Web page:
This post was originally published on ActiveHistory.ca

July 11 2010 marks the 20th anniversary of the Oka Crisis.  The Quebec crisis pitted the Mohawk community of Kanesatake against the Francophone community of Oka over the expansion of a municipal golf course onto Mohawk burial grounds.

After a year of unsuccessful attempts at reaching resolution through the courts, the Mohawk set up barricades and occupied the burial grounds.  The conflict that arose resulted in a 78 day stand-off between the Mohawk, the Sûreté du Québec and the Canadian military.  On July 11th riot police stormed the occupation, resulting in the death of police officer Marcel Lemay.

Remembering this event provides an important opportunity to reflect on how Canada, Canadians and Aboriginal people engage with each other and each other’s past.

CBC Radio’s C’est La Vie, which focuses on life in French-speaking Canada, ran a powerful documentary on the Oka Crisis three weeks ago.  The short twenty minute piece focuses of Francine Lemay, sister of the slain officer, and her efforts over the past two decades to learn, understand and reconcile the issues that led to her brother’s death.

In addition to Lemay’s story, the documentary also emphasizes the important role community history plays in helping to balance the silences in more official narratives of the past.  Her story highlights the need for understanding the historical context of Aboriginal land claims and the tensions that can develop when the desires of the present are taken into account without due consideration to past relationships and context.

History and historians have an important role during these conflicts.  Few land claims are new and, much to my surprise when I started researching the eighteenth-century history of another Aboriginal community along the St. Lawrence, many of these claims have been made more-or-less consistently for over a century (in many cases two or three!).

Alanis Obomsawim’s Kanehsatake: 270 Years of Resistance tells some of the broader stories of the Oka Crisis.  Her documentary helps to contextualize the tensions of the conflict and illustrate the long and complicated history of the Kanesatake Mohawk.

The history in Obomsawim’s film shares many similarities with the history of other First Nation communities along the St. Lawrence River.  Kahnawaké began to complain of settler encroachment on its land in the 1750s, during the French Regime.  They had their claims acknowledged by the British in the 1760s, but continued to be challenged by illegal settlement on their land.  Similar issues developed in Odenak (also known as Saint-Francois) and Wendaké (formerly known as Jeune-Lorette or Nouvelle-Lorette) in the late-1760s and 1770s; they continued throughout the nineteenth and twentieth centuries.  Many of these early claims resonate with the issues that sparked Oka (and continue to be an issue there).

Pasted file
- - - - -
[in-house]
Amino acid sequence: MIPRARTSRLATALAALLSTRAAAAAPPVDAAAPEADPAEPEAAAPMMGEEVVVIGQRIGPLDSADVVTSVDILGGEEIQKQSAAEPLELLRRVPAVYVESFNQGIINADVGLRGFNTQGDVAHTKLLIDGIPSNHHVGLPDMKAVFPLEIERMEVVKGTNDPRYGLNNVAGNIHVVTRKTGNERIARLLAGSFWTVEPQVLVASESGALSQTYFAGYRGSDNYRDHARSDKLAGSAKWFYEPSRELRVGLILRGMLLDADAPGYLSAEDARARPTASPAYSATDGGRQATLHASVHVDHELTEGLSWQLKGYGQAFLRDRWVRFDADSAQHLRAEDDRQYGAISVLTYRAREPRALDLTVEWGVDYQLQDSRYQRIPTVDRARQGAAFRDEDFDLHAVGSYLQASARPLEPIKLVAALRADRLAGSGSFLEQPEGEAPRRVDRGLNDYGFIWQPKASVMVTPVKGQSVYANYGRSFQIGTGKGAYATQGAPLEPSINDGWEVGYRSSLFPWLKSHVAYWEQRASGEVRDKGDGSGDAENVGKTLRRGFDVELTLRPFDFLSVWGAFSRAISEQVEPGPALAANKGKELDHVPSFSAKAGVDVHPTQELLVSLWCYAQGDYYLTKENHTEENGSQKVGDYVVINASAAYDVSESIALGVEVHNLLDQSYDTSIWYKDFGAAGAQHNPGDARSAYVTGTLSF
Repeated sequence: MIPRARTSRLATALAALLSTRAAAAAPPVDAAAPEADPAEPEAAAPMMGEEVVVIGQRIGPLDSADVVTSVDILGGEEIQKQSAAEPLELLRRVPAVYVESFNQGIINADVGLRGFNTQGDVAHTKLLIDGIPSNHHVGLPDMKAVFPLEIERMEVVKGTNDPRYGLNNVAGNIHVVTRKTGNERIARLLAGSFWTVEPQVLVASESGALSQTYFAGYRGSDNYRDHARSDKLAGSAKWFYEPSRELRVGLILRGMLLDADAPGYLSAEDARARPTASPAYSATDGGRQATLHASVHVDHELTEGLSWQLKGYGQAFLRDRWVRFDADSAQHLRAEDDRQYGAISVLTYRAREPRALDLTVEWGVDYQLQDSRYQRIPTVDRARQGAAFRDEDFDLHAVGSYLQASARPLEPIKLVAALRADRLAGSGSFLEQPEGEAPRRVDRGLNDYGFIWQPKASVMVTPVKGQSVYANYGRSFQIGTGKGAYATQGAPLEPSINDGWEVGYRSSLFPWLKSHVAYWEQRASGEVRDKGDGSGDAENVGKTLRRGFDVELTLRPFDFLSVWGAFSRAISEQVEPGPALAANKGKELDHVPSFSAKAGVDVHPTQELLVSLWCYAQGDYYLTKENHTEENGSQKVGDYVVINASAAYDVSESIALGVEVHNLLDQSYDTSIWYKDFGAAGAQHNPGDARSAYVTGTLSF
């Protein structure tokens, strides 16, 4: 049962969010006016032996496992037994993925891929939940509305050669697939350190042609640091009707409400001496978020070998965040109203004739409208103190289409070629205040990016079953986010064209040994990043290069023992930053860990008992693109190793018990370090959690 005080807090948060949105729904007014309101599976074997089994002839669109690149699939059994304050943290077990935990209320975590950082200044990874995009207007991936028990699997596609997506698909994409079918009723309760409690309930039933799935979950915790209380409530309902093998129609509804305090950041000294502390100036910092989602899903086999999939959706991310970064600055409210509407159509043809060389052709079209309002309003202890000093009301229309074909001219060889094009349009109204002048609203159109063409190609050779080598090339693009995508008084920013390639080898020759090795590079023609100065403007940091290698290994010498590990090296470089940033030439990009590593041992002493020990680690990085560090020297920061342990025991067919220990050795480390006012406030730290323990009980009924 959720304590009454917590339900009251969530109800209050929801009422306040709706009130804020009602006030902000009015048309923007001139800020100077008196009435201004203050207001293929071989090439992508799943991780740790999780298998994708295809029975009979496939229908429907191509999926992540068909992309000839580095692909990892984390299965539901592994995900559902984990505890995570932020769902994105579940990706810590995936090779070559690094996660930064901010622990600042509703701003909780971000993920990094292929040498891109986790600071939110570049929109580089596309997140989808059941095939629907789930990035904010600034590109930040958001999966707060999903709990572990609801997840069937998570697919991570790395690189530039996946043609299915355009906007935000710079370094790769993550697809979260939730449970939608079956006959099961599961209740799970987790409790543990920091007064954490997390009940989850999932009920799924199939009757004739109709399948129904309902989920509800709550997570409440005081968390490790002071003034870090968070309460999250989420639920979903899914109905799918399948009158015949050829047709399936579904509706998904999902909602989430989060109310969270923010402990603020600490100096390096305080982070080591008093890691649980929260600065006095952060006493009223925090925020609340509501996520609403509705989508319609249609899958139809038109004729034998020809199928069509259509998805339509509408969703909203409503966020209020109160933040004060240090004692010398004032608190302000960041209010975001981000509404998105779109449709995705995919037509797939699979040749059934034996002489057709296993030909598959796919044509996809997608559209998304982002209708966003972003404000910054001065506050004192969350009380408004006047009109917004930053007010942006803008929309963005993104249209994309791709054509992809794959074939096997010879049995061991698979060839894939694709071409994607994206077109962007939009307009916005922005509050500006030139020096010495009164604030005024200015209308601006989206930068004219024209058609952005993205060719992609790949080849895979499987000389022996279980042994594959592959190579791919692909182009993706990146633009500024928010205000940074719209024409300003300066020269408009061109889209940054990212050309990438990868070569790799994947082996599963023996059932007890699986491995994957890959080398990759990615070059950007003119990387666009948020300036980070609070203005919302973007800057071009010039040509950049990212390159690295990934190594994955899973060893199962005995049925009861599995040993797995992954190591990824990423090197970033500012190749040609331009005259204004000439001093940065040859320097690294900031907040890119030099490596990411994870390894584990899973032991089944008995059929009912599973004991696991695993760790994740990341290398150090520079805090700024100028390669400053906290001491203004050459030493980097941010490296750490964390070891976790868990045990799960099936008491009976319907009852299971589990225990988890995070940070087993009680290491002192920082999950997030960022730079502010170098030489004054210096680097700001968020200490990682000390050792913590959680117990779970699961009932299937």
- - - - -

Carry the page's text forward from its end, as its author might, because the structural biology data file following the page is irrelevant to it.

Although discussing another province, Christopher Moore’s recent essay on the Six Nation’s land claim in Caledonia, Ontario serves as an important model for how historians can contribute to this discussion.  Moore’s argument draws together the local situation in Caledonia, the history of Six Nation land claims in Ontario, and the more recent history of land claims in British Columbia to suggest that following B.C.’s lead could be beneficial for all of the parties involved in Ontario.

J.R. Miller’s recent Compact, Contract, Covenant: Aboriginal Treaty-Making in Canada also makes a significant contribution.  This book helps to situate events like the Oka Crisis in the national context of Canadian-Aboriginal relations.  Miller distinguishes between the differing ways in which Europeans and Aboriginal people engaged with each other across Canada.  Most importantly, he demonstrates how the treaties and agreements negotiated over the past three centuries form a critical foundation for the development of the Canadian state.  His discussion of Kanesatake (pp. 241-244) also shows how particular conceptions of the Canadian state shaped Canada’s approach to First Nations people.

The tensions that sparked the Oka Crisis in 1990, and how it has been interpreted, were deeply rooted in the past.  July 11 provides an opportunity for reflection.  It is not only an appropriate time to think about the events that transpired during the summer of 1990, but also why it happened.  Recent events have demonstrated that there are important lessons to be learned from this dark chapter in Canadian history.

Leave a Reply

Fill in your details below or click an icon to log in:

WordPress.com Logo

You are commenting using your WordPress.com account. Log Out /  Change )

Google photo

You are commenting using your Google account. Log Out /  Change )

Twitter picture

You are commenting using your Twitter account. Log Out /  Change )

Facebook photo

You are commenting using your Facebook account. Log Out /  Change )

Connecting to %s